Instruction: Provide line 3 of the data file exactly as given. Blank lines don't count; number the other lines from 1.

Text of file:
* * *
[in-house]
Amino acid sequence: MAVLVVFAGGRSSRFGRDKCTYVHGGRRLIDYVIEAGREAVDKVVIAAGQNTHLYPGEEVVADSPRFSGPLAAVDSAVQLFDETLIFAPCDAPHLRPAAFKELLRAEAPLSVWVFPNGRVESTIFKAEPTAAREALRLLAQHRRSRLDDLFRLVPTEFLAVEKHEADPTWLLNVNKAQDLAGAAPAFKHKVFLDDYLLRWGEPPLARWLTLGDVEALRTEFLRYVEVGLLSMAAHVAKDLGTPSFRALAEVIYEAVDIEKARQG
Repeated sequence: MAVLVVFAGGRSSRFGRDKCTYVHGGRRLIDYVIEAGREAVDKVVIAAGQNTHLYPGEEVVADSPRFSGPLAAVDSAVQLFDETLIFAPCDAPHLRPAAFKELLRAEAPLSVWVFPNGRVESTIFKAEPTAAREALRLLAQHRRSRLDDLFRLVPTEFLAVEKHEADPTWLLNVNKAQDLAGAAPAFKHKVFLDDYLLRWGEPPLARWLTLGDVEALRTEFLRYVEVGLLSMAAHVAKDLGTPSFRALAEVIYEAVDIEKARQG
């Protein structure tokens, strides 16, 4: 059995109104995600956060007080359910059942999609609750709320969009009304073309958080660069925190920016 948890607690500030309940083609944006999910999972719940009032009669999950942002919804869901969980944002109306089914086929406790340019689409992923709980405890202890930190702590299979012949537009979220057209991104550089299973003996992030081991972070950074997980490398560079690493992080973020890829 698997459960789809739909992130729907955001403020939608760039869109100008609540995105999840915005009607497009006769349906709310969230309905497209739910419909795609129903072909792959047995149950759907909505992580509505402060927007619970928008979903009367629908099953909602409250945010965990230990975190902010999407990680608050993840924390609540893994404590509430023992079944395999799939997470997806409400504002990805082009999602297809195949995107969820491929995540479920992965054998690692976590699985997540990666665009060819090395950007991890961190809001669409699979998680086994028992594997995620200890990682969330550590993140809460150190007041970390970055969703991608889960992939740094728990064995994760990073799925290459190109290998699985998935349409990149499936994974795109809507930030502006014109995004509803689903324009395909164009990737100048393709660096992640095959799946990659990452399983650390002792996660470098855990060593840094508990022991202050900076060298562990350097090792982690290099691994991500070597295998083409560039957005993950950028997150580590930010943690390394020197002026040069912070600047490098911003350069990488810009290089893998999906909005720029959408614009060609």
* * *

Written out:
Repeated sequence: MAVLVVFAGGRSSRFGRDKCTYVHGGRRLIDYVIEAGREAVDKVVIAAGQNTHLYPGEEVVADSPRFSGPLAAVDSAVQLFDETLIFAPCDAPHLRPAAFKELLRAEAPLSVWVFPNGRVESTIFKAEPTAAREALRLLAQHRRSRLDDLFRLVPTEFLAVEKHEADPTWLLNVNKAQDLAGAAPAFKHKVFLDDYLLRWGEPPLARWLTLGDVEALRTEFLRYVEVGLLSMAAHVAKDLGTPSFRALAEVIYEAVDIEKARQG